Spirits were soaring alongside hawks and drones at SVVSD’s Innovation Center on Saturday afternoon as young ladies from the St. Vrain Valley School district took to the skies.
More than a dozen young women from across SVVSD gathered at the Innovation Center for Girls in Aviation Day on May 1. Presented in partnership with the Mile High chapter of Women in Aviation International, the program included a video of the female leaders of the United States Air Force Thunderbirds and a discussion with Delta Airlines pilot Nancy Hultgren on the life of a commercial airline pilot.
“You have to see it to be it,” said Trimbi Szabo, president of the Mile High chapter. “There is a social solidarity, when you can see other young women sharing interests in engineering and aviation, that’s so important. These girls are so lucky to see everything at the Innovation Center and have an opportunity to meet women making advancements in their fields.”
A last minute cancellation from one of the speakers led to a remarkable surprise guest. Alana Johnson, senior communications specialist from NASA, connected remotely to discuss the Mars Ingenuity project and the work MiMi Aung, project manager at NASA, led on the first helicopter flight on an extraterrestrial planet.
After the presentations, students split up into groups to explore several of the Innovation Center’s aeronautics program offerings. Groups rotated in half hour increments, giving every student a chance to experience drone control, flight simulators and a hands-on airplane build.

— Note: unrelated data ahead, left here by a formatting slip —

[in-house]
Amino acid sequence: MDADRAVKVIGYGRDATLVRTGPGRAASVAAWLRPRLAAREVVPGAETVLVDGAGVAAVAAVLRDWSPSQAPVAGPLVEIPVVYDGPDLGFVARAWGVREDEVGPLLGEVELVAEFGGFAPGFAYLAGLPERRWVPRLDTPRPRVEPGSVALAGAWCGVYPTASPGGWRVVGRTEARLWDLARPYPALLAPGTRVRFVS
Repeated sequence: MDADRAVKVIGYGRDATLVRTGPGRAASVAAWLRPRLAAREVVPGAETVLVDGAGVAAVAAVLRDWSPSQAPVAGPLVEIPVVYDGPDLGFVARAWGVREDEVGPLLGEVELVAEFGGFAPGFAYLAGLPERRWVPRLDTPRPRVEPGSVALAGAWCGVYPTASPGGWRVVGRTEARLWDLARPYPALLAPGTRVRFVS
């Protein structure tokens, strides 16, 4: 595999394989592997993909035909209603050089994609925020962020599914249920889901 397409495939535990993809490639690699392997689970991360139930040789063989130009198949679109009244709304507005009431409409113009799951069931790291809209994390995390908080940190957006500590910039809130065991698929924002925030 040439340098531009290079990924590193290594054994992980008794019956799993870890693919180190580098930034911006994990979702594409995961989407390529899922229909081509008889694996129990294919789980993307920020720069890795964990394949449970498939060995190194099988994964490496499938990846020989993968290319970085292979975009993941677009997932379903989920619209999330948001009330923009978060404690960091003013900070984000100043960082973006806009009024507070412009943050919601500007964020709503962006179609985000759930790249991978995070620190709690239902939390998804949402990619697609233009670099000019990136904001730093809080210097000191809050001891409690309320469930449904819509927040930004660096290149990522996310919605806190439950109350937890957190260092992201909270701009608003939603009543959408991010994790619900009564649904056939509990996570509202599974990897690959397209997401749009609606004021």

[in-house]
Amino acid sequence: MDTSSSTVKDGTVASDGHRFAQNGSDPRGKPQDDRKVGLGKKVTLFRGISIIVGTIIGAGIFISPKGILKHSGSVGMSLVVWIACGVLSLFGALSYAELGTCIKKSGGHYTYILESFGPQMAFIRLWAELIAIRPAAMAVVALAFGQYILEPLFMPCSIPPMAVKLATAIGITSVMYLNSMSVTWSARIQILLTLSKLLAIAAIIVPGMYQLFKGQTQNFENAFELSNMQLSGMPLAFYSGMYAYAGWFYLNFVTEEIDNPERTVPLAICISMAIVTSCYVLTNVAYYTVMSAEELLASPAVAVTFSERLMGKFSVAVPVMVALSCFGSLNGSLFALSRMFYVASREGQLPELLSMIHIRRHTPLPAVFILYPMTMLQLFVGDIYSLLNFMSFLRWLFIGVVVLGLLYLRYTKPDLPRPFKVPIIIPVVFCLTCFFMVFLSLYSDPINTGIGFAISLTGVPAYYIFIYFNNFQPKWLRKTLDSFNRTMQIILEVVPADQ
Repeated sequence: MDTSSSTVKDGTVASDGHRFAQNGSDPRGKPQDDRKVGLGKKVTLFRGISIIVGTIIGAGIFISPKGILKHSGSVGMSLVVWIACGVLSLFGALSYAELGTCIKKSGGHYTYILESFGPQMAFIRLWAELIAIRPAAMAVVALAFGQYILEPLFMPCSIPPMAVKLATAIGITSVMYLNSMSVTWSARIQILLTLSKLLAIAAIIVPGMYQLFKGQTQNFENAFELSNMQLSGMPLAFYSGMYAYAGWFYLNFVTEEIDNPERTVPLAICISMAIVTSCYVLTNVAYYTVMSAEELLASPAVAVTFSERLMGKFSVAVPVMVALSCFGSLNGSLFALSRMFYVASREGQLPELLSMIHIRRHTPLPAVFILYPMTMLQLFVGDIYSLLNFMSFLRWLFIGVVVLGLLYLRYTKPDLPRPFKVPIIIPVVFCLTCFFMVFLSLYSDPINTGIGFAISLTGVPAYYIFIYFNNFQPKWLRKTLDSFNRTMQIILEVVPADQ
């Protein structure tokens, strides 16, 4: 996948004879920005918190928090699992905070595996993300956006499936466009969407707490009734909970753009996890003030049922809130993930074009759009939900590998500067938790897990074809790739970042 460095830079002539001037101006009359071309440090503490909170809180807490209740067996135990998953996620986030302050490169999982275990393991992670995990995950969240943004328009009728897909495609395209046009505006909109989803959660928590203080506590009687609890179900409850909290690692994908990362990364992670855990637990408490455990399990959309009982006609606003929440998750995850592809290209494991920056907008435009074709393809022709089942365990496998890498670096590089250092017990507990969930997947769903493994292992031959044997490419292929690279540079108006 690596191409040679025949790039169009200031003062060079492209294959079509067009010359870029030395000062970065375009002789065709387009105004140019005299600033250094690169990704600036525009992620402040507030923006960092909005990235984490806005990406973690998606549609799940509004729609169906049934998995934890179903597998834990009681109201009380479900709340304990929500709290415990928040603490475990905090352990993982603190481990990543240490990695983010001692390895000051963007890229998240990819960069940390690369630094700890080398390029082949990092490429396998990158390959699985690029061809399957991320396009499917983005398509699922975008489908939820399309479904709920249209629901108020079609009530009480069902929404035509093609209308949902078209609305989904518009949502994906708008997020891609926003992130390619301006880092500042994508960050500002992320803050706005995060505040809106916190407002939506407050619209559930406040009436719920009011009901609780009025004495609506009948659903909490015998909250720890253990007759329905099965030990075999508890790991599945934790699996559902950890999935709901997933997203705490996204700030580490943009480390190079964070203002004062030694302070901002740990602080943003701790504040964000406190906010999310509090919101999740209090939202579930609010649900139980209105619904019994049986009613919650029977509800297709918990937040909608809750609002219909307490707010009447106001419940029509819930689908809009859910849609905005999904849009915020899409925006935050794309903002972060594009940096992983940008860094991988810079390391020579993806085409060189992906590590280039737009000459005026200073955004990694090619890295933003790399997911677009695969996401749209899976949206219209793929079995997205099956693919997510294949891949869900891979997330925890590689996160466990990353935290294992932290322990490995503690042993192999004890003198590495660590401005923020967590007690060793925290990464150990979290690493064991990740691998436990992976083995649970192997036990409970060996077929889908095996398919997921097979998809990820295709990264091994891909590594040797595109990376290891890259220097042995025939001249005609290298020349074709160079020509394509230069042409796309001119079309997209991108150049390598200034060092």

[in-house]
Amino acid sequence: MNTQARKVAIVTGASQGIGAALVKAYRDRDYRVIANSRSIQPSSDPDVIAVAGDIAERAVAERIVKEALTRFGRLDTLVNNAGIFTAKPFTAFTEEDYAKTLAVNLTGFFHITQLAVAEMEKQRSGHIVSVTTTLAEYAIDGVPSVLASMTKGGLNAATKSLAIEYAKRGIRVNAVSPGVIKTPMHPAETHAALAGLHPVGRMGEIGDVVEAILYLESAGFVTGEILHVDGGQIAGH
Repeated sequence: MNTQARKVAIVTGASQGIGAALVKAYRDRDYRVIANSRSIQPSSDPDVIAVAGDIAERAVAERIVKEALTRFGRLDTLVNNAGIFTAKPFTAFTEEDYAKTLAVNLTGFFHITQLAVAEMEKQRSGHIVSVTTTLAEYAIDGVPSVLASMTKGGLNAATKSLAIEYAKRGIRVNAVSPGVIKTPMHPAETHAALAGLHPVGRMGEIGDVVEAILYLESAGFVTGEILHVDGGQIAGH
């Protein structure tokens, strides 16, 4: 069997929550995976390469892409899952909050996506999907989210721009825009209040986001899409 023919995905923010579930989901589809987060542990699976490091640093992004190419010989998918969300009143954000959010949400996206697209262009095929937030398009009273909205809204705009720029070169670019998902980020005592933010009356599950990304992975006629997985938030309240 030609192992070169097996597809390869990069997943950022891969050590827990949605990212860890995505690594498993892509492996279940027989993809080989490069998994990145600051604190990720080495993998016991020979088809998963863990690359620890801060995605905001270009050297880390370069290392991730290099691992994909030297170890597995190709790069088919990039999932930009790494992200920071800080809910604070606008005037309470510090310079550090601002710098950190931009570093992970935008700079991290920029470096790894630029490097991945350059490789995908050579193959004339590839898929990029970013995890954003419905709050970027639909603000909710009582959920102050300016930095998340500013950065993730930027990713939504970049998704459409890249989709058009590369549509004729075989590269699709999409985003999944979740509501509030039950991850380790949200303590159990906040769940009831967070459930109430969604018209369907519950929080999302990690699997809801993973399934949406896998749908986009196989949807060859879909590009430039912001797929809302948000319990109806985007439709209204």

Steve Kerchner, the advanced ground instructor at the Innovation Center, led a group of students in the flight simulators. A variety of equipment gave the students a chance to settle into the scaled-down cockpit of a commercial airliner, while others settled in with flight sticks and virtual reality headsets.
Ola Herndon, a flight instructor at Rocky Mountain Flight School in Denver, spoke to the young women about the joy and rewards of aviation.
“My favorite thing about being a flight instructor is getting outside every day and really appreciating life. It’s not necessarily the safest job, so you really do appreciate every single day coming back from a flight when nothing’s gone wrong and learning to accept that not everything is in your control,” Herndon said.
Another group worked with Connie Socash, local aeronautics engineer, as she led a hands-on demonstration for engineering and building aircraft parts. The project is part of an after-school program at the Innovation Center, with the goal to produce a working aircraft at the end.
The third group stepped outside to pilot quadcopters — part of the Innovation Center’s pathway for unmanned aerial drones. Guided by students already participating in the program, the young women learned how to handle and land the remote controlled drones, as well as a brief demonstration on how the quadcopters are assembled and disassembled for storage.
Ashley Withnell, a junior at Niwot High School led the demonstration with the drones. Withnell said she got her start in STEM programs early on, crediting her engineer parents. After high school, she plans to study mechanical engineering with an interest in aeronautics.
“When I first came [to the Innovation Center] I expected to be learning physics or something, but on my first day I got to fly drones for my first class. I jumped right in and loved it,” Withnell said. “It’s a great opportunity to really get with a like-minded group of people and do something cool.”
The participants were all thoroughly engaged in the presentations and demonstrations, even as the event ran over it’s planned timing.
"It's wonderful when young girls find professional women in aviation who are willing to mentor and guide them toward their future goals! The Aeronautics Program at the Innovation Center is so lucky to have Women in Aviation International as a friend and supporter," Kerchner said.